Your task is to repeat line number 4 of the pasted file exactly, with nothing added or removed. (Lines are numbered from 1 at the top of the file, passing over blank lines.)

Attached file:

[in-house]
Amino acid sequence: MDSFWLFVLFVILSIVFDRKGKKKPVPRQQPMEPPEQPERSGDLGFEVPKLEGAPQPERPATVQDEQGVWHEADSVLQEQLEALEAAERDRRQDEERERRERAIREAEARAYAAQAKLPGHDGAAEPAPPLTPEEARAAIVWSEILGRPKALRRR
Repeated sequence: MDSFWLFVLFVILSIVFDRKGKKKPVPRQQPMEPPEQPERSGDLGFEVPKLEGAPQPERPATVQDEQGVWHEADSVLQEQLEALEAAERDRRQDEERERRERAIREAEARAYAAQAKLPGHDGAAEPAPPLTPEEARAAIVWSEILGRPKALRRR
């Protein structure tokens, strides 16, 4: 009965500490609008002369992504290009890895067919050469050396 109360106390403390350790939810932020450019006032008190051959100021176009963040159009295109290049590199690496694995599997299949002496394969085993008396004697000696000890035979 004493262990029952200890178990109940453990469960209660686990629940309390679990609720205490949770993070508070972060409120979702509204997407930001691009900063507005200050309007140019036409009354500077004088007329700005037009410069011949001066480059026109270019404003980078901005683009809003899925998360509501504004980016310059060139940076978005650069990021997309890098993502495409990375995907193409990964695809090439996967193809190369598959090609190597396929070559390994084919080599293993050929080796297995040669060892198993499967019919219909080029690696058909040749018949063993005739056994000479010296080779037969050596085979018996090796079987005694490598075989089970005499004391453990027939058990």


């Protein structure tokens, strides 16, 4: 009965500490609008002369992504290009890895067919050469050396 109360106390403390350790939810932020450019006032008190051959100021176009963040159009295109290049590199690496694995599997299949002496394969085993008396004697000696000890035979 004493262990029952200890178990109940453990469960209660686990629940309390679990609720205490949770993070508070972060409120979702509204997407930001691009900063507005200050309007140019036409009354500077004088007329700005037009410069011949001066480059026109270019404003980078901005683009809003899925998360509501504004980016310059060139940076978005650069990021997309890098993502495409990375995907193409990964695809090439996967193809190369598959090609190597396929070559390994084919080599293993050929080796297995040669060892198993499967019919219909080029690696058909040749018949063993005739056994000479010296080779037969050596085979018996090796079987005694490598075989089970005499004391453990027939058990």